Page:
• References 230
  • 37 - Indigenous Number Systems 232
  • Conclusion 235
  • References 235
  • 38 - Children's Acquisition of Mathematics 237
  • Conclusion 241
  • References 241
  • 39 - Adult Numeracy 242
  • References 246
  • Part Seven - Policy Perspectives 249
  • 40 - Home Influences on Early Literacy 251
  • Conclusions 256
  • References 257
  • 41 - Family Literacy Practice and Programs 258
  • References 263
  • 42 - Social Policy in Support of Literacy 265
  • References 269
  • 43 - Gender and Literacy Development 271
  • References 276
  • 44 - Language and Literacy Planning 277
  • References 281
  • 45 - Indigenous Education and Literacy Learning 283
  • Conclusion 286
  • References 287
  • 46 - Literacy Campaigns: a Policy Perspective 288
  • References 292
  • 47 - The Effect of Education on Health 294
  • Conclusions 298
  • References 298
  • 48 - Literacy and Population Change 300
  • References 304
  • 49 - Literacy and Basic Education 306
  • Conclusions 309
  • References 310
  • 50 - Literacy, Skills, and Work 311
  • References 316
  • 51 - Literacy and Older Adults 318
  • References 322
  • 52 - Literacy and Nonformal Education: Overlap and Divergence 324
  • References 328
  • 53 - Staff Training and Development for Adult Literacy 329
  • Conclusion 335
  • References 336
  • 54 - Post-Literacy Materials 337
  • Conclusions 341
  • References 341
  • 55 - Literacy and Economic Development 342
  • References 346
  • 56 - Literacy from a Donor Perspective 348
  • References 352
  • 57 - Literacy and International Policy Development 353
  • References 358
  • 58 - Investing in Adult Literacy: Lessons and Implications 360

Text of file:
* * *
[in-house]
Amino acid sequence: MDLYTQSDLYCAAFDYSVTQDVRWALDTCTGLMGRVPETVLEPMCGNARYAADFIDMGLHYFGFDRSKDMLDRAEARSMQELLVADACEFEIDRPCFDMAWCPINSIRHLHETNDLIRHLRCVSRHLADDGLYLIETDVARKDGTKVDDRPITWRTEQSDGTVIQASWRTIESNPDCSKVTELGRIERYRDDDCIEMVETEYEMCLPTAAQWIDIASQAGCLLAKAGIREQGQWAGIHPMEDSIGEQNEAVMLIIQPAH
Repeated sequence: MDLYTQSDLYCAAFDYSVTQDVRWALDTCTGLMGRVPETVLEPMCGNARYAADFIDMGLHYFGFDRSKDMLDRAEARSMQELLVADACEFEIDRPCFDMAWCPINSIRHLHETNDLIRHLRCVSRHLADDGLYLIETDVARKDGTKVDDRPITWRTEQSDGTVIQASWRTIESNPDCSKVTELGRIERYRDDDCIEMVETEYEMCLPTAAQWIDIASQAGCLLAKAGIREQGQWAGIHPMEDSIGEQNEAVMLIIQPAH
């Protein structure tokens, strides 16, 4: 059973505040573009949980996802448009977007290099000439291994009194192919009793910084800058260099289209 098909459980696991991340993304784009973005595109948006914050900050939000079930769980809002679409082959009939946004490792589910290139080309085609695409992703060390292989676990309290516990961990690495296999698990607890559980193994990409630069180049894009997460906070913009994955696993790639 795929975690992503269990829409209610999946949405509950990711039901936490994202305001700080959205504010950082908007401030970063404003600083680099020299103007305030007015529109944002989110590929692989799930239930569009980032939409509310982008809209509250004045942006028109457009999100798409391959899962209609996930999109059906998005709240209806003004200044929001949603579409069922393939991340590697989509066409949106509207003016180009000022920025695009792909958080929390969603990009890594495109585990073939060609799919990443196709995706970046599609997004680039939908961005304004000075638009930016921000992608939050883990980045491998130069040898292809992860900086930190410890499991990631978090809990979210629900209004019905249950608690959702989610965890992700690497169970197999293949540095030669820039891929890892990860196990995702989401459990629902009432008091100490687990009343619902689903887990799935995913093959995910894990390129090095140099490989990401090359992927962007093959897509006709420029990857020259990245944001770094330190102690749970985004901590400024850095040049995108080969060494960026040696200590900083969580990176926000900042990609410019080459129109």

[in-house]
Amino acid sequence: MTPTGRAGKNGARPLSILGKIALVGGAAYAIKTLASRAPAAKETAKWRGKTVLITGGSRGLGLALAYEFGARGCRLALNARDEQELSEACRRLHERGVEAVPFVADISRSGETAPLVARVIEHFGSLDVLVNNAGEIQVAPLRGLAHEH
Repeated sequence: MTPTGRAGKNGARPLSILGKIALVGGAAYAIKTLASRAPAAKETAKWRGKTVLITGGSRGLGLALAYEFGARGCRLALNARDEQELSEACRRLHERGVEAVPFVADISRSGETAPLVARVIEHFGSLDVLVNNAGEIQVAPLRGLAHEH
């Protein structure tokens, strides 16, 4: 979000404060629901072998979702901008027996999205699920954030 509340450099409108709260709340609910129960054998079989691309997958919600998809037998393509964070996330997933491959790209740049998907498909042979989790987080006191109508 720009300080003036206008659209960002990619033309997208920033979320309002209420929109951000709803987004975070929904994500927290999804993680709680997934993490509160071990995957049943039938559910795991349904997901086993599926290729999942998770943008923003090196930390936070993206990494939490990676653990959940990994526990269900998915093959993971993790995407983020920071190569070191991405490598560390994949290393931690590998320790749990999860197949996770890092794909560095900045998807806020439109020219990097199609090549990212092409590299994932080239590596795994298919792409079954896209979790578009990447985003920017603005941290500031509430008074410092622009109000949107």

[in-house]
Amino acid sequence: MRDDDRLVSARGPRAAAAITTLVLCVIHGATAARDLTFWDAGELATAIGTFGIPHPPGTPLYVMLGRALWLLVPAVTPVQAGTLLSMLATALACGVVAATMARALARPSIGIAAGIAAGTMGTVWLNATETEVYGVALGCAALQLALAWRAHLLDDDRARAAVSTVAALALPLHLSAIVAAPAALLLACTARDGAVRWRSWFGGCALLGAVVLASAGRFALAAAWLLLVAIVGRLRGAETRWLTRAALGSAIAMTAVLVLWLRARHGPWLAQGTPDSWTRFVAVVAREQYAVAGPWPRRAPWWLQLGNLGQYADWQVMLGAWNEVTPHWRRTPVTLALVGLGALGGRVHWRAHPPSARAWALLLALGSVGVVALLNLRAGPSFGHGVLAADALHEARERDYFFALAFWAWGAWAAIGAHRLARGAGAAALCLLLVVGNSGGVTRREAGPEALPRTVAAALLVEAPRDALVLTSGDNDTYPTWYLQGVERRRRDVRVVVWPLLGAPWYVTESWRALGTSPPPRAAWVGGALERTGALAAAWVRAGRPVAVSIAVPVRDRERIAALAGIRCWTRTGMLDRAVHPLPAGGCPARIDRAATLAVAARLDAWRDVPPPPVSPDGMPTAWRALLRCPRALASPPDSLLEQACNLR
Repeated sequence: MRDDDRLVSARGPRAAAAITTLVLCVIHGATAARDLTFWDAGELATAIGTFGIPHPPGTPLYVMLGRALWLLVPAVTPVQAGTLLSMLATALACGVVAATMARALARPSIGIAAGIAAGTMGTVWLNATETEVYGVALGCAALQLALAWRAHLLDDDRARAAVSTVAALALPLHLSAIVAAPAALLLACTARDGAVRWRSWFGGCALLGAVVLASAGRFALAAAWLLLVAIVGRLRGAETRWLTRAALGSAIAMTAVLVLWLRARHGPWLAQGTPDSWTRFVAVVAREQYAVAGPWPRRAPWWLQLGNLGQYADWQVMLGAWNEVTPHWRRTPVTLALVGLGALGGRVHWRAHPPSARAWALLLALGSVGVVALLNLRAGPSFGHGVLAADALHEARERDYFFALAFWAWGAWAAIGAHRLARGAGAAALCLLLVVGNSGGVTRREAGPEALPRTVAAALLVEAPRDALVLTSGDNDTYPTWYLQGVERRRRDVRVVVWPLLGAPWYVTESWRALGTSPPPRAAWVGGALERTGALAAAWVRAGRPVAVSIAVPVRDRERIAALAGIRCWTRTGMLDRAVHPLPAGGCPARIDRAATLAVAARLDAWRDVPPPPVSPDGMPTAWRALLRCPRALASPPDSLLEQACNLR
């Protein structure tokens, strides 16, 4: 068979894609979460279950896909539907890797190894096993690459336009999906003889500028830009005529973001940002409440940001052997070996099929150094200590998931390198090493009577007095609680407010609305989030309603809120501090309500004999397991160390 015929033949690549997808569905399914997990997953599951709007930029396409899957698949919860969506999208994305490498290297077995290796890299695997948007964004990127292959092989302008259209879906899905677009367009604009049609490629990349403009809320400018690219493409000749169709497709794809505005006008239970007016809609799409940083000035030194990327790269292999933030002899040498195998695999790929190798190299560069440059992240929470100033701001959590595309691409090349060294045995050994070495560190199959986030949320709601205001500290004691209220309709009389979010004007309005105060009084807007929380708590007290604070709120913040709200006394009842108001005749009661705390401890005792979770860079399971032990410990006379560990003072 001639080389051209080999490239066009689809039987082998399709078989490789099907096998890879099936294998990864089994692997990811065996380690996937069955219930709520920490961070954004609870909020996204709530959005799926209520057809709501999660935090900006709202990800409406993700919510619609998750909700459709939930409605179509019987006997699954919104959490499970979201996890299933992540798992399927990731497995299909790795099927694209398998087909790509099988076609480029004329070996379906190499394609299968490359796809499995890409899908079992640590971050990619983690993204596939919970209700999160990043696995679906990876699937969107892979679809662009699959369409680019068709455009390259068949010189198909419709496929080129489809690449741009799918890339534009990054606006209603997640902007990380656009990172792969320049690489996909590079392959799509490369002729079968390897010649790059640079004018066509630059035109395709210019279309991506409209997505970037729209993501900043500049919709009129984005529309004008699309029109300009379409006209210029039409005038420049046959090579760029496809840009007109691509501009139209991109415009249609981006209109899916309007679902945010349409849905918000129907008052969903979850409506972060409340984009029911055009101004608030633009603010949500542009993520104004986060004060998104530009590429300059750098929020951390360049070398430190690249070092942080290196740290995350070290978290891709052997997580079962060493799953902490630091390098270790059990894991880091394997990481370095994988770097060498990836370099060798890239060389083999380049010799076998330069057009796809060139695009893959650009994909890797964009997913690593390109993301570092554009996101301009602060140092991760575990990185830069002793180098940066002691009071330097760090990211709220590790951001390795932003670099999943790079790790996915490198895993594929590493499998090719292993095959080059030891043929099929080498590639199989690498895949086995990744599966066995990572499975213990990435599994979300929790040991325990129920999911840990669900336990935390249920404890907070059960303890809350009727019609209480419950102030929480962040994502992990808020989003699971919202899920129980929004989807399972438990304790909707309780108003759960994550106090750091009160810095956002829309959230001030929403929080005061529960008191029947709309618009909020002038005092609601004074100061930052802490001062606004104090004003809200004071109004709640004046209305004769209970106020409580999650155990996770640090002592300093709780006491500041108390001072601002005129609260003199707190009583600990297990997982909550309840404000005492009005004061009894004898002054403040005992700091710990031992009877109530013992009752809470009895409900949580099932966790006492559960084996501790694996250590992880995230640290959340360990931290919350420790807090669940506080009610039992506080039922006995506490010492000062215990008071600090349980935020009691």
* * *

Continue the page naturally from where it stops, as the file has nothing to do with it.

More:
• Summary 365
  • References 366
  • 59 - Adult Literacy in Developing Countries: a Contemporary Annotated Bibliography 367
  • Part Eight - Contemporary Regional Perspectives 379
  • 60 - Literacy in North America 381
  • References 384
  • 61 - Literacy in Europe 385
  • Conclusion 389
  • References 390
  • 62 - Literacy in Russia and the Former USSR 391
  • References 395
  • 63 - Literacy in Scandinavia 396
  • References 399
  • 64 - Literacy in the Arab Region 400
  • Conclusions 403
  • References 403
  • 65 - Literacy in Francophone West Africa 405
  • References 409
  • 66 - Literacy in English-Speaking Africa 410
  • Conclusions 413
  • References 413
  • 67 - Adult Literacy Experiences in Lusophone African Countries 414
  • References 417
  • 68 - Literacy in South Africa 418
  • References 421
  • 69 - Literacy in China, Korea, and Japan 423
  • Conclusions 427
  • References 428
  • 70 - Literacy in South Central Asia 429
  • References 433
  • 71 - Adult Literacy in India: Assumptions and Implications 434
  • References 439
  • 72 - Literacy Education in New Zealand and Australia 440
  • Conclusion 442
  • References 443
  • 73 - Literacy in Mexico and Central America 444
  • Conclusions 446
  • References 447
  • 74 - Literacy in Brazil and South America 448
  • Conclusions 451
  • References 451
  • 75 - Literacy in the Pacific Islands 452
  • References 454
  • Part Nine - Literacy and New Technologies 455
  • 76 - Information Technologies and the Future of the Book 457
  • References 461
  • 77 - Information Technologies and Literacy 462
  • References 468
  • 78 - Assisting Literacy Through Distance Education 469
  • References 474
  • 79 - Literacy, Electronic Networking, and the Internet 475
  • References 480
  • About the Contributors 483
  • Author Index 493
  • Subject Index 505